Wiebke Volkmann, HMI Certified Educator from Namibia, shared her story about being involved in a community project to build “tippy taps” or simple washing stations to increase hand washing in informal settlements outside Windhoek, the capital city of Namibia where economic migrants from Namibia’s Northern communal lands take refuge. As Wiebke notes: “Besides precarious food security, these underserviced informal settlements had suffered from Hepatitis E, as there are no toilets and pre-paid water collection points only. Washing hands under running fresh water, rather than everyone sharing the same bowl of water over and over again was needed way before COVID-19 started.” Wiebke learned of the “tippy tap” from her brother.
Inspired by a YouTube instruction of how to assemble a tippy tap, she built one for my own home, asking everyone to wash their hands before entering. I wanted to help bring this technology to the informal settlements. Could we possibly collaborate and use the team from farm Okukuna and the youth members of the Shack Dweller’s Federation to build tippy taps all over?
With help from donors, the 2020 Tippy Tap Challenge was born. In these weeks, people, mostly women who lost all their income opportunity from selling food by the road side, earned money for each new tippy tap of which they sent in a photo and location pin. Below are Wiebke’s tips for making or adapting a “tippy tap” for your needs.
Tips for Adaptations of Tippy Taps
You can let the Tippy Tap tilt from any horizontally fixed round stick.
This stick can be fixed to two upright posts planted into the ground and on the internet there are examples of using a forked stick cut from bushes or trees. We want to prevent that too many trees are cut for this purpose and that is why we show you other examples.
For the uprights you can use:
- Any wooden pole or “dropper” fence posts.
To anchor a post in the ground, make sure that the hole is at least 30 cm deep. If possible, drill holes into the post where it goes into the ground and push in cross sticks or wire. Make sure the soil is tamped down firmly under and above these cross sticks.
- You can also use pieces of plastic or metal pipe – these can be dug into the ground or they can be placed over a metal peg which you hit into the ground. Use other thinner sticks to fill out the space between the peg and the pipe so that it is more sturdy.
- At the top of the uprights you cut a “valley” for the horizontal stick to lie in. The best is to tie this stick to the upright post with string or wire.
- The height of the horizontal stick and at which the bottle will hang depends on if you want children or adults to use the Tippy Tap. For children you can make lower Tippy Taps. Experiment with the height and observe what works best when people use it.
- The horizontal stick for Tippy Taps on upright posts should be at least at least 50 cm, depending on how much space there is to dig the holes.
Hanging the Tippy Tap from a branch or roof:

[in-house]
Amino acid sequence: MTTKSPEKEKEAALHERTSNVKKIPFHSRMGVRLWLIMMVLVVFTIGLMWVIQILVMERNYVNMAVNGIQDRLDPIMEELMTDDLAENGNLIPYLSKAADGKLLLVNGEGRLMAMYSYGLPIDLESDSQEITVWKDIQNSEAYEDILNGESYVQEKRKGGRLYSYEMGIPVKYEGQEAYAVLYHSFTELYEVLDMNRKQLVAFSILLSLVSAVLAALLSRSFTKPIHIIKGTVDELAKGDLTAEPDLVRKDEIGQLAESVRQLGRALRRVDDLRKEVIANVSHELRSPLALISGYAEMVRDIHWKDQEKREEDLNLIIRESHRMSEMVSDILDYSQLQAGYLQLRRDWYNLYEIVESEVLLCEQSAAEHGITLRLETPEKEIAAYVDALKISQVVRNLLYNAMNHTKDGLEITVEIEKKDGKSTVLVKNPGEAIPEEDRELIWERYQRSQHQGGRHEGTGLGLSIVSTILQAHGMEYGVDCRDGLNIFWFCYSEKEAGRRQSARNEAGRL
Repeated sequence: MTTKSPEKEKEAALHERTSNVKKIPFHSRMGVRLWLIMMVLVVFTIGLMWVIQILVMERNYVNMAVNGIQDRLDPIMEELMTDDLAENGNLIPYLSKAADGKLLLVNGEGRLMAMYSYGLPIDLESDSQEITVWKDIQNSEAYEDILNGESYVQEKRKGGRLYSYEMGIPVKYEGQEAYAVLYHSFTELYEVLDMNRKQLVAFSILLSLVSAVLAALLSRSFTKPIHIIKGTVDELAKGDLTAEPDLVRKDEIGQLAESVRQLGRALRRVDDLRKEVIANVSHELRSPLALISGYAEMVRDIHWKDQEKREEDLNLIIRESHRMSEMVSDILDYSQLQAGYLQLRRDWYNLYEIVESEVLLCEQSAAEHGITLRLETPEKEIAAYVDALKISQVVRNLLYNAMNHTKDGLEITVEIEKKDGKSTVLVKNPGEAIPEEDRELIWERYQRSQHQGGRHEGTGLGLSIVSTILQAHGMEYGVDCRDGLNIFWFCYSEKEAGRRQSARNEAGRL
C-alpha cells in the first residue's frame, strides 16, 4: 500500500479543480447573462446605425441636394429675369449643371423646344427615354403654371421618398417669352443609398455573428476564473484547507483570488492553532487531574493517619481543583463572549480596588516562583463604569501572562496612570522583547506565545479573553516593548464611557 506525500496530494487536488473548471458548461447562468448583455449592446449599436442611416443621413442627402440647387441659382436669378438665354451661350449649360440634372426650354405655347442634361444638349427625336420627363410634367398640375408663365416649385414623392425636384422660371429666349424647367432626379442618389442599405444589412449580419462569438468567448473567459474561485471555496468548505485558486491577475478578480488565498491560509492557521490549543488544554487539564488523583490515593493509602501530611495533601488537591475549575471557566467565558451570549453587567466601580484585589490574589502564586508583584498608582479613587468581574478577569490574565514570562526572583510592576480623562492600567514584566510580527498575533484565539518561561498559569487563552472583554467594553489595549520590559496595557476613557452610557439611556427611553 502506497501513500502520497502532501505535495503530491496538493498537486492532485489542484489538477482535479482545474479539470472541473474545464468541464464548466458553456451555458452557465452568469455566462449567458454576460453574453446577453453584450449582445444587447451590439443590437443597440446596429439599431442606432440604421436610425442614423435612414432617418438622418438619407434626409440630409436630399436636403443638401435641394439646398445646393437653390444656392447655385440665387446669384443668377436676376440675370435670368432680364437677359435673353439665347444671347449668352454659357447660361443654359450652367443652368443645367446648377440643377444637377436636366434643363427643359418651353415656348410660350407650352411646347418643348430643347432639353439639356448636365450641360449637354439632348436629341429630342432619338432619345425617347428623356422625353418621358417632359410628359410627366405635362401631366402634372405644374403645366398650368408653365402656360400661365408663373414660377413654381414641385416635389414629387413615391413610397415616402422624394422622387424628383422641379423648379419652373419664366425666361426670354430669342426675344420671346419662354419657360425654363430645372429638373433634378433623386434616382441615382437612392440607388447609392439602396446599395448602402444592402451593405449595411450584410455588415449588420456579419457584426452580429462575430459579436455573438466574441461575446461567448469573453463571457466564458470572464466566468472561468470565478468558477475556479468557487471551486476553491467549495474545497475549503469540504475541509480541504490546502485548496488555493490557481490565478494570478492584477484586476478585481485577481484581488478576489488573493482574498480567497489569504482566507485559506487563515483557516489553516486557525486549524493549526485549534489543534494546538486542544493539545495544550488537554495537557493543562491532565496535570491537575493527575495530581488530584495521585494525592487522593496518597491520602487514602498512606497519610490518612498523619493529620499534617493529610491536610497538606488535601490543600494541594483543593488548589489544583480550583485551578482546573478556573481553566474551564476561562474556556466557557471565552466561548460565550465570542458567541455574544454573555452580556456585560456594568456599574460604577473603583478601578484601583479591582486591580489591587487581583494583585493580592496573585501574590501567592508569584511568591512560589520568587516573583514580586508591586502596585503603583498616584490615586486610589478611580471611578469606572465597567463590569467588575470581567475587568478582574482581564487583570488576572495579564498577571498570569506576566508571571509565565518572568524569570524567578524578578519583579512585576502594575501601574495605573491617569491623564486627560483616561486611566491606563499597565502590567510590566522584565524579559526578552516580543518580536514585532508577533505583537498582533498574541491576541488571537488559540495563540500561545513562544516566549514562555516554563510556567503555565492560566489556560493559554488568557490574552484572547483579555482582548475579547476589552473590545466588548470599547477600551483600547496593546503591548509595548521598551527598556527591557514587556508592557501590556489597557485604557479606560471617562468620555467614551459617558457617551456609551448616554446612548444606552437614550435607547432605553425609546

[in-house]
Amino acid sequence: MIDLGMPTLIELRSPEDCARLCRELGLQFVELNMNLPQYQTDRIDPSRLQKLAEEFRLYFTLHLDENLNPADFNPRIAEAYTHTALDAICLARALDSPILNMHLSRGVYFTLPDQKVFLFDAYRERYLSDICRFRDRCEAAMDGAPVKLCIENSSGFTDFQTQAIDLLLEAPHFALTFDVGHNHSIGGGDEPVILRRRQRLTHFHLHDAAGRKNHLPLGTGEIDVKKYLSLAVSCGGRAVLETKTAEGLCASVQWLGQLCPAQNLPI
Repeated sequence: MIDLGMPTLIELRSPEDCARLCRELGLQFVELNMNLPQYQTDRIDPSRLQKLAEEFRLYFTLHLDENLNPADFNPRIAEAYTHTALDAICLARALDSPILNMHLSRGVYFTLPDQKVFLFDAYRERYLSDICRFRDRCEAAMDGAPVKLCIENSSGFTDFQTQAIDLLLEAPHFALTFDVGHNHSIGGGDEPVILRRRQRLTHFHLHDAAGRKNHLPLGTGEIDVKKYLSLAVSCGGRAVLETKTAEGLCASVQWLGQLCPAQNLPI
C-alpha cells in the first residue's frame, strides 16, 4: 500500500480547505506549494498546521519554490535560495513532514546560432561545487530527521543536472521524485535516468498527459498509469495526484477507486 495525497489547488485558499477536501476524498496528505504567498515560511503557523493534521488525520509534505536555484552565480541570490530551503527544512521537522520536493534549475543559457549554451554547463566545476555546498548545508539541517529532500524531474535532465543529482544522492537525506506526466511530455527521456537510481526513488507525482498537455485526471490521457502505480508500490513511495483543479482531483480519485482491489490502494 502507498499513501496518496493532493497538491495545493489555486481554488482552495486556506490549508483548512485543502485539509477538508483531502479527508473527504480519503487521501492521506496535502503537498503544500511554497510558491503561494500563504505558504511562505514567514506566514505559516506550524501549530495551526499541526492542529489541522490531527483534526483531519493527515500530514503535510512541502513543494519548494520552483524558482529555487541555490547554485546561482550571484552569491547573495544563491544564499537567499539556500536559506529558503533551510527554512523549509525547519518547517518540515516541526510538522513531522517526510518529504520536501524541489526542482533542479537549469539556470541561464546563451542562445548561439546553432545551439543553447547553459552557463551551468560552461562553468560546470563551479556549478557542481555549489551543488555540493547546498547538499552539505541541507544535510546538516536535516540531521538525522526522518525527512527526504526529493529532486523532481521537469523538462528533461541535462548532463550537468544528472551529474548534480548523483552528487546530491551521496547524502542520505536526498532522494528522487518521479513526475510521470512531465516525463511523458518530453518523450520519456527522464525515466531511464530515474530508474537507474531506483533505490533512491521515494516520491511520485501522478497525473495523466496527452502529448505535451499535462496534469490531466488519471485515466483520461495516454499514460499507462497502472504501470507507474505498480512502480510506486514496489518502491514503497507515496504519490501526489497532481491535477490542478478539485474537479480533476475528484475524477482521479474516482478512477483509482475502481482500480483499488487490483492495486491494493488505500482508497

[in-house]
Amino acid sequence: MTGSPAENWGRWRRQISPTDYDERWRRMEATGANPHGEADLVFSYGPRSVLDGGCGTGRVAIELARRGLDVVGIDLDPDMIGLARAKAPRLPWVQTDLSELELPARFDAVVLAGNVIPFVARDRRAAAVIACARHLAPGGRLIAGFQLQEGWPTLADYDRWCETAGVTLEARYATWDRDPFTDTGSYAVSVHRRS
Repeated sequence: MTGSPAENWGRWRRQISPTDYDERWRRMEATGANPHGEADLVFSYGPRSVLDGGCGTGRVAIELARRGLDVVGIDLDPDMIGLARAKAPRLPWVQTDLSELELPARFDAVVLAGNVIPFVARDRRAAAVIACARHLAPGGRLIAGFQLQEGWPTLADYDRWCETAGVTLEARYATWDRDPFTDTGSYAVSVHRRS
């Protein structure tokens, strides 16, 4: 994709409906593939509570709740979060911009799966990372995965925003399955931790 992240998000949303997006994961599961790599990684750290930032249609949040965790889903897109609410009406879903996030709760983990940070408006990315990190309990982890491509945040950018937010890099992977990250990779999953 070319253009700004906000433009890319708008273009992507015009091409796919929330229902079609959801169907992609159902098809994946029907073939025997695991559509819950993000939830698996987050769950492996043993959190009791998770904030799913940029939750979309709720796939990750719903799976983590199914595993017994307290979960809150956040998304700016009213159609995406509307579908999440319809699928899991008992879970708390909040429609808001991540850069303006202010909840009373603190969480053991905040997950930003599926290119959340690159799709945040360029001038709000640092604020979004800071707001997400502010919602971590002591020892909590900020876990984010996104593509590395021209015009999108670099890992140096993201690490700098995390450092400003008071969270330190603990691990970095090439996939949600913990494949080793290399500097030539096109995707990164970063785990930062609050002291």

- Look for existing places where you can hang the round stick – a roof beam standing out from a house or a branch in a tree.
- The horizontal stick on which the bottle tilts should be as long as your fore arm (30 to 40 cm). Make notches close to the end so that the string going to the branch or roof beam does not slip off easily. Make a sturdy loop in one of the strings so that the stick can be taken out when one wants to re-fill the bottle.
- Tie the two strings to the branch or roof beam in such a way that the stick hangs horizontally.
Preparing the bottle:
- Push a long nail through a cork so that you don’t burn your fingers when you heat up the nail.
- Heat up the nail over a candle and with this push holes through the plastic.
- The bottle must have two small holes: one near the handle so let air in and the other on the opposite site of the handle or in the middle of the screw on lid for the water to come out.
- With some bottle shapes the holes can be placed at the side, rather than at the middle so that the water stream does not go directly on the pedal string and so that people don’t have to touch the string with their hands.
- The pedal string can be tied around the neck of the bottle close to the lid
- Or it can be pushed through a hole in the lid of the bottle, with a knot on the inside of the lid preventing it from slipping out.
- If the bottle does not have a screw lid but a cork you can tied the pedal string around the cork.
- The Pedal stick should be between 50 and 80 cm long.
- Using a flat piece of wood or strong metal strip is the best. On a round stick the foot easily slips off.
- Cut notches in the side on one end of the stick and tie the string tightly so it will not slip out.
Fixing and protecting the soap against sun and rain:
- Look for a plastic container that is big enough to hold a piece of soap.
- Make a hole in the middle of the bottom of the container with a hot nail.
- Also make a hole in the middle of a piece of soap with a hot nail.
- Push the string through the soap and the container so that the soap can be inside the container.
- Make a big knot at the one end of the string so that it does not slip out of the soap.
- Let the soap hang and make another knot above the soap, about 3 fingers wide – so that the container does not fall right down onto the soap. This makes it easy to lift the container with the top of the hand when one wants to reach for the soap.
- Tie the soap string to one of the strings hanging from the roofbeam or branch.
Covering the ground with stones or course sand:
- To prevent the water from splashing onto people’s feet and making a puddle, cover the soil under the Tippy Tap with small stones, gravel or course sand.
- Encourage people to plant a tree or shrub nearby the Tippy Tap.